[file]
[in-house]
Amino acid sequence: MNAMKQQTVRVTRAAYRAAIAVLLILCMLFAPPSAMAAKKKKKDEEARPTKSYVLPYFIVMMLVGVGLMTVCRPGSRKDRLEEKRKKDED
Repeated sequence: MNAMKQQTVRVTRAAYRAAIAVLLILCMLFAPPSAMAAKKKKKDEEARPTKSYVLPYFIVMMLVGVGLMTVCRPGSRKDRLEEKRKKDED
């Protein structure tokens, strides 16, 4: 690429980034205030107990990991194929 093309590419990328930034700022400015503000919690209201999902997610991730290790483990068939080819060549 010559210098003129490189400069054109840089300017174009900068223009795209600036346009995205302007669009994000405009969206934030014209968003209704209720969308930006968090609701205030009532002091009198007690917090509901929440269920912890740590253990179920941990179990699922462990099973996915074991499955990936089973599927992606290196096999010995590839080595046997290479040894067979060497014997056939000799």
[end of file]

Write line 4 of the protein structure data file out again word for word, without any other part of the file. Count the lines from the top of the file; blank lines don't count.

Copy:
């Protein structure tokens, strides 16, 4: 690429980034205030107990990991194929 093309590419990328930034700022400015503000919690209201999902997610991730290790483990068939080819060549 010559210098003129490189400069054109840089300017174009900068223009795209600036346009995205302007669009994000405009969206934030014209968003209704209720969308930006968090609701205030009532002091009198007690917090509901929440269920912890740590253990179920941990179990699922462990099973996915074991499955990936089973599927992606290196096999010995590839080595046997290479040894067979060497014997056939000799």